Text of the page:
Modern cyber-physical systems (e.g. software-defined networks (SDN),smart-grid) are large-scale, distributed, interconnected, and dynamic. While layered control architectures are ubiquitous and arguably necessary for predictable and desirable behavior, there is no general theory that offers a principled approach to their design and/or to reverse-engineering their functionality. Motivated by SDN and human sensorimotor control, we argue that such a theory must incorporate layering, dynamics, optimization and control and highlight our recent progress in developing such a unified framework. In particular we show that by suitably relaxing an optimal control problem that jointly addresses determining and following an optimal trajectory, one can naturally recover a layered architecture composed of co-designed "reflex" and planning layers.
Building this "reflex" layer requires solving another co-design problem, namely that of jointly synthesizing an optimal distributed feedback controller and its required architecture (i.e., placement of sensors, actuators, and communication links between them) — the integration of these two tasks is required to explore the tradeoff between closed-loop performance (i.e. tracking and disturbance rejection) and architectural cost. We show that this challenge of co-design can be framed as one of seeking structured solutions to a linear inverse problem and formulate the Regularization for Design framework, in which we augment variational formulations of controller synthesis problems with convex penalty functions that induce a desired (sparse) controller architecture. The resulting regularized formulations are convex optimization problems that can be solved efficiently, and provide a unified computationally tractable approach for the simultaneous co-design of a structured optimal controller and the actuation, sensing and communication architecture required to implement it. Further, these problems are natural control-theoretic analogs of prominent approaches such as the Lasso, the Group Lasso, the Elastic Net, and others that are employed in structured inference. In analogy to that literature, we show that our approach identifies optimally structured controllers under a suitable condition on a "signal-to-noise" type ratio.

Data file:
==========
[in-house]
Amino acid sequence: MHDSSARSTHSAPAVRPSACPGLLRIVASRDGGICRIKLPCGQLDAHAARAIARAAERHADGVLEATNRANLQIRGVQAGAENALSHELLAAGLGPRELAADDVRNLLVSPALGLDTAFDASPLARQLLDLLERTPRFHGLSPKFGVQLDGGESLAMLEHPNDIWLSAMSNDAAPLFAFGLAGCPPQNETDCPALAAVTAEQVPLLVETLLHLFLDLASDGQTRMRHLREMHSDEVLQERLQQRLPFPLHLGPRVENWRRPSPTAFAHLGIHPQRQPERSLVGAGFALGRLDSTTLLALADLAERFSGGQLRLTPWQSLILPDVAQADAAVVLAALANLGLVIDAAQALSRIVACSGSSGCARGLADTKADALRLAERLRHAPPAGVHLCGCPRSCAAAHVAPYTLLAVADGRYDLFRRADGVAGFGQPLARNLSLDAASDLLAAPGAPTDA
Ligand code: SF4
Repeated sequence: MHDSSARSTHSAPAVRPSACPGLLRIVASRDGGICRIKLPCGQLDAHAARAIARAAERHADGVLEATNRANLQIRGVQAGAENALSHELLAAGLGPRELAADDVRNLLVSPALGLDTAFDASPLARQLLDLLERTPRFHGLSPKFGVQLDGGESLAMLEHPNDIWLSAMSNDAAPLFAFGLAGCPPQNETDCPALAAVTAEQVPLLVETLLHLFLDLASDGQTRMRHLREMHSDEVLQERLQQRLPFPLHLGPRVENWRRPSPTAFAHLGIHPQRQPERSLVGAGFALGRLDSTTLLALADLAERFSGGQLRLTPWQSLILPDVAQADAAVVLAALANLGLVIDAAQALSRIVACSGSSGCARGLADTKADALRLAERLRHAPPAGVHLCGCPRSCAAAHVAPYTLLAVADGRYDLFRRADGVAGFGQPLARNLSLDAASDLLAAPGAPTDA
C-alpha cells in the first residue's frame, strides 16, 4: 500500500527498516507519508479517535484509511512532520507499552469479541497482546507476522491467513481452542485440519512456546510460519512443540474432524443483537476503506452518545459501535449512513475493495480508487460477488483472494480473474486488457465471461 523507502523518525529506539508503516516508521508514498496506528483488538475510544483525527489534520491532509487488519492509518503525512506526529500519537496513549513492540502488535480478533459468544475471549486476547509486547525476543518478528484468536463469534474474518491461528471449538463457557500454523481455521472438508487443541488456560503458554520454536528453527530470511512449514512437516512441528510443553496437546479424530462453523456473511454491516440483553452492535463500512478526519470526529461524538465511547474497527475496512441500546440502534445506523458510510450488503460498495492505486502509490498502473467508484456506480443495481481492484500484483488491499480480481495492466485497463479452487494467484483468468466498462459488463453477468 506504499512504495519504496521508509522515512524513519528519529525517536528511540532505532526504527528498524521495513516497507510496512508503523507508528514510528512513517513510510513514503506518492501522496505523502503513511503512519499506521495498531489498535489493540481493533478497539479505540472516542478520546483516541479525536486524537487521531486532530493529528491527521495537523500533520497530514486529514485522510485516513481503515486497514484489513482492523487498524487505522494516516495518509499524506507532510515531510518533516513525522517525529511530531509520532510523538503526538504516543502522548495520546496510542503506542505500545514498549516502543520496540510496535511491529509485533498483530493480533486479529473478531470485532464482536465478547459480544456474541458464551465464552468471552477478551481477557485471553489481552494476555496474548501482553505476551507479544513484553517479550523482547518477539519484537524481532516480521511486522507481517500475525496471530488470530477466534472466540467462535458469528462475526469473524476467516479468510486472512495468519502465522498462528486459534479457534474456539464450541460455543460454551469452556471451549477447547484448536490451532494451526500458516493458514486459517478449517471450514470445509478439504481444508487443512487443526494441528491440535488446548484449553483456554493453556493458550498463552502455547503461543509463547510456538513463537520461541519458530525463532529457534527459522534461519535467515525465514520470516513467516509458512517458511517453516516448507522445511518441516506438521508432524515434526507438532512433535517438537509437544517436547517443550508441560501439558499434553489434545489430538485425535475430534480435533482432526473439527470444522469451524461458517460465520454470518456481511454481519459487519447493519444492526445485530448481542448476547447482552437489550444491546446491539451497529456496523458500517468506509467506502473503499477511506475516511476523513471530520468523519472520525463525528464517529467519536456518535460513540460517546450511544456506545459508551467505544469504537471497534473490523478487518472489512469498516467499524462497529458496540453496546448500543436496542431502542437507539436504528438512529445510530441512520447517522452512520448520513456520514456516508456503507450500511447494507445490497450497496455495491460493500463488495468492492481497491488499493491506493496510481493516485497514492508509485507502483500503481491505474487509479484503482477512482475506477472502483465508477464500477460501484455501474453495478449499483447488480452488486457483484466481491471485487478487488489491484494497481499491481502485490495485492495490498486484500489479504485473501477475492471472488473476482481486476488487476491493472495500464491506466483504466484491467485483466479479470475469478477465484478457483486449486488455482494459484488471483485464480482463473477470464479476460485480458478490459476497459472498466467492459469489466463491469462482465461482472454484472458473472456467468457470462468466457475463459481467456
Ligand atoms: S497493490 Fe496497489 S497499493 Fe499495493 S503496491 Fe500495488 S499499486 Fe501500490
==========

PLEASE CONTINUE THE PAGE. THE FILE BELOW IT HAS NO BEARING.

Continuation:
We conclude our talk with an application of these tools to SDN enabled high-frequency traffic control in wide area networks, and show the usefulness of our approach through simulation, emulation and experimental results. Time permitting, we will also make connections to recent neuroscience experiments.
Nikolai Matni is a postdoctoral scholar in Computing and Mathematical Sciences at the California Institute of Technology. He received the B.A.Sc. and M.A.Sc. in Electrical Engineering from the University of British Columbia, and the Ph.D. in Control and Dynamical Systems from the California Institute of Technology. His research interests broadly encompass the use of layering, dynamics, control and optimization in the design and analysis of complex cyber-physical systems; current application areas include software defined networking and sensorimotor control. His Ph.D. work focussed on foundational theory of distributed optimal control, and in particular on controller synthesis, architecture design and system identification. He was awarded the 2013 IEEE CDC Best Student-Paper Award.